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  • Cited by 2
  • Print publication year: 2007
  • Online publication date: September 2009

8 - Skin manifestations of polycystic ovary syndrome

Summary

Introduction

The pilosebaceous unit consists of the hair follicle and associated sebaceous and apocrine glands. Hair follicles and sebaceous glands have cellular androgen receptors and react to circulating androgens. Physiological androgen levels induce secondary sexual hair development at puberty, and mild acne is a near universal accompaniment. Androgens also induce pattern hair loss the prevalence and severity increasing with age. Polycystic ovary syndrome (PCOS) is associated with androgen excess and may induce hirsutism and seborrhea and accentuate androgenetic alopecia and acne (Table 8.1). Acanthosis nigricans is a cutaneous marker of insulin resistance that is also associated with PCOS.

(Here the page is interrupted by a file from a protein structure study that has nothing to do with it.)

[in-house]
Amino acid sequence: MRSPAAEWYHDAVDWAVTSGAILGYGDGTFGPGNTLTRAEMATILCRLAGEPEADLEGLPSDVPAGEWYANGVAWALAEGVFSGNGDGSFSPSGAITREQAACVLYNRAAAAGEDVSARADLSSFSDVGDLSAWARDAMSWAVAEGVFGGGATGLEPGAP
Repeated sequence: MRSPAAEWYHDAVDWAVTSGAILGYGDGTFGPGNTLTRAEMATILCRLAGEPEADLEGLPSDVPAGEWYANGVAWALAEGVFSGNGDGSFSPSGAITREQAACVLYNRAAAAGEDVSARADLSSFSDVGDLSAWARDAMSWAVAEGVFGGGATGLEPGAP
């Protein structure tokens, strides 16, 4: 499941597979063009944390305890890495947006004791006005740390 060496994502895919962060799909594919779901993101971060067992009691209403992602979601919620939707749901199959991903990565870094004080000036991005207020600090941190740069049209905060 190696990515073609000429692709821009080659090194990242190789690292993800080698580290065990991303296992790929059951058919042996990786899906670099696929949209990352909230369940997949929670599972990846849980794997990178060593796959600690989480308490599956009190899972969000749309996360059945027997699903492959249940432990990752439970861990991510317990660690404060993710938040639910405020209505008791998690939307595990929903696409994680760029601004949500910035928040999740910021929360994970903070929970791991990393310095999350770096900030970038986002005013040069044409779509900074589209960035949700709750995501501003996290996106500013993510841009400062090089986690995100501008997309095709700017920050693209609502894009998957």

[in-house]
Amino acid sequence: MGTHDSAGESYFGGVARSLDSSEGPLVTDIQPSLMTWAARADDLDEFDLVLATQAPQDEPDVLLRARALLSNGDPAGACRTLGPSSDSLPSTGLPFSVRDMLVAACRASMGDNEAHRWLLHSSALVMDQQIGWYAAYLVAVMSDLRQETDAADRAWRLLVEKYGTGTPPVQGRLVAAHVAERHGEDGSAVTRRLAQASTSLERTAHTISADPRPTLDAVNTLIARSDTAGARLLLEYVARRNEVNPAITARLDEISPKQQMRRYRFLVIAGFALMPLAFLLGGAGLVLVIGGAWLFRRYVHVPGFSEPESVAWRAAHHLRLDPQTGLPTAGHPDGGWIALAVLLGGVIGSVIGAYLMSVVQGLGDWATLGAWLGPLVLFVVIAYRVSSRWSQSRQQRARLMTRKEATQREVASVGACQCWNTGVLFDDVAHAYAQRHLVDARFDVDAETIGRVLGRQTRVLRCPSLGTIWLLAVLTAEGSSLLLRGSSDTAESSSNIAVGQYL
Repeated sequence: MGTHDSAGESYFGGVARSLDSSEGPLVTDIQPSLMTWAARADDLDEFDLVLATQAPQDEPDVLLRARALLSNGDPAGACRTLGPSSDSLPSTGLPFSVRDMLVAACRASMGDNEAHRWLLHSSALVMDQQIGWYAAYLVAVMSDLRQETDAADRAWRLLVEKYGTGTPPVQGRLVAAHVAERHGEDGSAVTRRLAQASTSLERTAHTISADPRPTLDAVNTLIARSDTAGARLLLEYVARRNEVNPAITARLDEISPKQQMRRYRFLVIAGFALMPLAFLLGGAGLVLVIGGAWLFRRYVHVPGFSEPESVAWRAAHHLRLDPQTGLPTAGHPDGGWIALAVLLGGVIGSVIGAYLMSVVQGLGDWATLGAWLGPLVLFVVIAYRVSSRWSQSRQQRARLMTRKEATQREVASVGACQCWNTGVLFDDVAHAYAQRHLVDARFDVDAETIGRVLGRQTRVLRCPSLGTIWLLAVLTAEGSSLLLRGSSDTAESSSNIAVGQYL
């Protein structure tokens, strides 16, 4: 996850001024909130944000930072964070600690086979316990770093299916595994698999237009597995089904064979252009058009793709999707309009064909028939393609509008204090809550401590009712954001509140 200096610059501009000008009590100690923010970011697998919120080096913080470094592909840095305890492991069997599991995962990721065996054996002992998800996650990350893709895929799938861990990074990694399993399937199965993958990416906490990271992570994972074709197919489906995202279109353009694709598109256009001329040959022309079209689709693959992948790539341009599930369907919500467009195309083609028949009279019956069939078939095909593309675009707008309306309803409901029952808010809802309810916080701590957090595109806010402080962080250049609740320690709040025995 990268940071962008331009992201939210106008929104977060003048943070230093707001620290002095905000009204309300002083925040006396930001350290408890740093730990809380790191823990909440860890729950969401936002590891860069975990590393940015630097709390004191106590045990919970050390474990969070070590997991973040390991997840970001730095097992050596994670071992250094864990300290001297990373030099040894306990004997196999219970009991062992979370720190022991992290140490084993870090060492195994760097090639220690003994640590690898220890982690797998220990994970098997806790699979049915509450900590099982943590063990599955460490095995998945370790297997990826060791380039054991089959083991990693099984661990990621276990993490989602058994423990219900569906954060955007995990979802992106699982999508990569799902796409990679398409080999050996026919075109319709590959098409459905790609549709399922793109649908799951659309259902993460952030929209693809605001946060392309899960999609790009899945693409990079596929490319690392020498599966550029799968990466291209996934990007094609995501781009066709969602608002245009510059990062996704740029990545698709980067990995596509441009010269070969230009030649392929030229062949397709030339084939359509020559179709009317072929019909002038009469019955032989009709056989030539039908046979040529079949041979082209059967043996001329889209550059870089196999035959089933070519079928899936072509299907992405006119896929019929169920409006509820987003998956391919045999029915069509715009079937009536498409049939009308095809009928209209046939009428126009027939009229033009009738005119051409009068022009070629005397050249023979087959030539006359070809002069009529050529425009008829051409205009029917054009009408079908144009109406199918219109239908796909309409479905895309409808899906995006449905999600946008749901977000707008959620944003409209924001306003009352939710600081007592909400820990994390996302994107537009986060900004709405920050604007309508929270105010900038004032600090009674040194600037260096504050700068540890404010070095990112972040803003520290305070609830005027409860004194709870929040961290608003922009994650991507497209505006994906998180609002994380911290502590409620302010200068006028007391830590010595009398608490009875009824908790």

Physiology of the sebaceous gland

Sebaceous glands occur on all parts of the skin except on the glabrous skin of the palms and soles. They are most numerous on the face, scalp, and back occurring at a concentration of between 400 and 900 glands per square centimeter. Each of the several lobes of the gland has a duct lined with keratinizing squamous epithelium, and these join to form a main duct that enters the follicular canal. Glandular cells, which divide at the periphery, move towards the center of the glands and become increasingly filled with sebaceous material. During this process, cells undergo complete dissolution and discharge all cellular contents into the sebaceous duct. The lipid composition of sebum differs from epidermal lipid in that it contains wax esters and squalene that the former does not, although there are a similar percentage of glycerides (Cunliffe and Simpson 1998).

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